Spaying the female can change the temperment but I don't foresee it causing the male to fight with the female. If anything, it will either make the female have a calmer temperment or it will make the female's temperment some what better because she no longer has to deal with the pain of going through a cycle plus she has no chances of some of the cancers and other problems that come along with the reproductive organs as female dogs get older. For the male, it may also calm him as well be cause the female will no longer go into "heat" and so the male will no longer go crazy trying to get at her.
I hope this helps, let me know if you have anymore questions. :)
*According to Dogs Obedience Training. com...
American research has shown that there is a 70% improvement in behavior after castration.
* According to Veterinary Partner.com...
Spay/neuter helps produce healthy and good-tempered purebred dogs. An in tact male will have hormone-related behaviors, including urine marking in your house, aggression toward other male dogs, territorial aggression, and escape-oriented behavior in order to roam. A female with estrus, may show erratic behavior, signs of pain that may be similar to cramping in humans, and a greatly increased propensity to get out of the house or fenced yard. Spaying the dog prior to ever getting pregnant can spare both her health and her temperament from sometimes dramatic deterioration.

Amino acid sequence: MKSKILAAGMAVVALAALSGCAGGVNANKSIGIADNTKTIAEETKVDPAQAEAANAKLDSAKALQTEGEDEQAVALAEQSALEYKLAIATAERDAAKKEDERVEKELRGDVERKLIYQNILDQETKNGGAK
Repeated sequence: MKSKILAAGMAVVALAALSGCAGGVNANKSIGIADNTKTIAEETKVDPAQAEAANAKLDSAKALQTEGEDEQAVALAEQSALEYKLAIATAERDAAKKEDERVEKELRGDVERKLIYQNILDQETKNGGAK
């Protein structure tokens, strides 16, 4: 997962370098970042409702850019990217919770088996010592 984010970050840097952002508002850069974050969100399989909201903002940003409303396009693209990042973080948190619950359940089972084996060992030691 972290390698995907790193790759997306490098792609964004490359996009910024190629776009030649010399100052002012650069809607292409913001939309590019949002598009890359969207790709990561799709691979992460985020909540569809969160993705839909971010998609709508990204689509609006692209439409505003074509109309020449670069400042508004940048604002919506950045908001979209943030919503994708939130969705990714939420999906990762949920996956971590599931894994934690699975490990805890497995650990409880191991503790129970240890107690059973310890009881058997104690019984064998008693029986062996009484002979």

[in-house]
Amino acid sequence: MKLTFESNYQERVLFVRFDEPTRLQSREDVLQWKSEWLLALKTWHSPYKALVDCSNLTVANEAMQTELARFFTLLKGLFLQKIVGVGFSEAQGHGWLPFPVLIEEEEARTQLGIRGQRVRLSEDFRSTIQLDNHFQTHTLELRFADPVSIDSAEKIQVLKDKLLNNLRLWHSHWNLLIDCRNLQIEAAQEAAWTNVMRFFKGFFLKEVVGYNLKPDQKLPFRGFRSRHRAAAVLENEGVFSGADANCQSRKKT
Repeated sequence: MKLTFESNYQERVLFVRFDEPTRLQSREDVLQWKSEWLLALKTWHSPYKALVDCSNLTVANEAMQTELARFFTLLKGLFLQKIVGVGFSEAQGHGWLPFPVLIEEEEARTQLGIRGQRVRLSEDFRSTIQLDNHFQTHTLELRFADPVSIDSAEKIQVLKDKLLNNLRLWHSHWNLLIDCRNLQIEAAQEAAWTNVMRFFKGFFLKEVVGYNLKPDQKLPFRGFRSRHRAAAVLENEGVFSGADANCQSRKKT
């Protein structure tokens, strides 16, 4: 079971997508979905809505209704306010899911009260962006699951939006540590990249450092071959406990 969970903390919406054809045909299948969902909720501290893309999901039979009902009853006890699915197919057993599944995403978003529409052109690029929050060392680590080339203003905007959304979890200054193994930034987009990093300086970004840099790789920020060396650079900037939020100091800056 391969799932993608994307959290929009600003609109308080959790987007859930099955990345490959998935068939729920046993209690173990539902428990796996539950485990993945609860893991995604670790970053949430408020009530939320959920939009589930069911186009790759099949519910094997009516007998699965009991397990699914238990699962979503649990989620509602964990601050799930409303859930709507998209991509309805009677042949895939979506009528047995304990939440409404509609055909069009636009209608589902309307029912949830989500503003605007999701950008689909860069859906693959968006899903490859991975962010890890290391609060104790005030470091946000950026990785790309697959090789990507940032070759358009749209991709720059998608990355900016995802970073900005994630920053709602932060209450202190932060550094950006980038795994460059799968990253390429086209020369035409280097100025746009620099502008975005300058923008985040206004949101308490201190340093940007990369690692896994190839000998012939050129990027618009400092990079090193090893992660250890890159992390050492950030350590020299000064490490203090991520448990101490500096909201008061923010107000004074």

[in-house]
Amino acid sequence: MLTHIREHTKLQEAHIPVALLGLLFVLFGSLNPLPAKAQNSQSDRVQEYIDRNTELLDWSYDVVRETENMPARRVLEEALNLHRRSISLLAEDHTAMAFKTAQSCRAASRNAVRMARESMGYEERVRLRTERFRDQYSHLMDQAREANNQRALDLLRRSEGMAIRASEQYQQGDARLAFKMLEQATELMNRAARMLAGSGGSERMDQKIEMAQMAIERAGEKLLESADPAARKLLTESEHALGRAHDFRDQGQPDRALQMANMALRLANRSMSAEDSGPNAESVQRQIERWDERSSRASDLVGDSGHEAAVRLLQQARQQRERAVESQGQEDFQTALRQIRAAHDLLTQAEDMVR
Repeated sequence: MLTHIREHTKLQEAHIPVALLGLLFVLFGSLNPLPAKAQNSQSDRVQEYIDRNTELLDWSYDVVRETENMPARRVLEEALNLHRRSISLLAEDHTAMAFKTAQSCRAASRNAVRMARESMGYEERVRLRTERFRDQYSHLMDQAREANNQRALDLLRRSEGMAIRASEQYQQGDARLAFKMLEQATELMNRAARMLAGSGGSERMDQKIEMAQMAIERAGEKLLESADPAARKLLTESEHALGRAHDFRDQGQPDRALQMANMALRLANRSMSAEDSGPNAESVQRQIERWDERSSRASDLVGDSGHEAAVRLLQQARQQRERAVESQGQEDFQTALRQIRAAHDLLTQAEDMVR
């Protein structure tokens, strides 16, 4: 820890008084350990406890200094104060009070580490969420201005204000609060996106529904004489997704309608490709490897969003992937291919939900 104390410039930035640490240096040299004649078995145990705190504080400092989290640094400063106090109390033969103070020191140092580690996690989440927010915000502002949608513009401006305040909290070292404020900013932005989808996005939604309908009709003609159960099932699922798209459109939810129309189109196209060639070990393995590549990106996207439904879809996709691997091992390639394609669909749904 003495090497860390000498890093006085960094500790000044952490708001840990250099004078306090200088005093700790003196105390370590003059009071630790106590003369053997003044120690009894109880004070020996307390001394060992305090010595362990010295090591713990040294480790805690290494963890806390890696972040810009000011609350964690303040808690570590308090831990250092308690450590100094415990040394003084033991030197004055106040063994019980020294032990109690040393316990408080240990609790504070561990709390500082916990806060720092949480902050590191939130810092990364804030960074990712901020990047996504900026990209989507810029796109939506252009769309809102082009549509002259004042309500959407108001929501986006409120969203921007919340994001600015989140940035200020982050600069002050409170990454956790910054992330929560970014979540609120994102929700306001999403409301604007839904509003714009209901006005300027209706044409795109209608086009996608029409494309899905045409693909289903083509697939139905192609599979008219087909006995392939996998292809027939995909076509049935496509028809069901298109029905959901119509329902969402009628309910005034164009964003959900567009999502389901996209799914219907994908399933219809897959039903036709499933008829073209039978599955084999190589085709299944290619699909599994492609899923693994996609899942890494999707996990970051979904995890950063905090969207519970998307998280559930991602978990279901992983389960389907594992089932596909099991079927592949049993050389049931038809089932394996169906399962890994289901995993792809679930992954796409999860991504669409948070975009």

*According to Peninsula Humane Society & SPCA Resorce Library
*According to InfoVets.com
Behavior problems are generally reduced, including roaming, interdog aggression, and anxiety or fear-related problems.
*According to Cuhumane.com
Reduces or eliminates intermale fighting, irritable aggression of females in heat, and dominance aggression. *Neutering does not affect guarding behavior.
*According to Angelfire.com
Some undesirable behaviors may also be avoided or improved by spaying and neutering. There is quite a lot of individual variation in this, because other factors (training, socialization and so on) are at work here. Neutered males are less likely to roam off in search of female companionship, less likely to fight with other dogs.
*According to Program For Companion Animals Behavior, School of Veterinary Medicine......
One study showed that male intact cats exhibited less affection to humans than neutered cats.
There are plenty others. Let me know if this is not what you are looking for and I will see what I can do. Thanks again.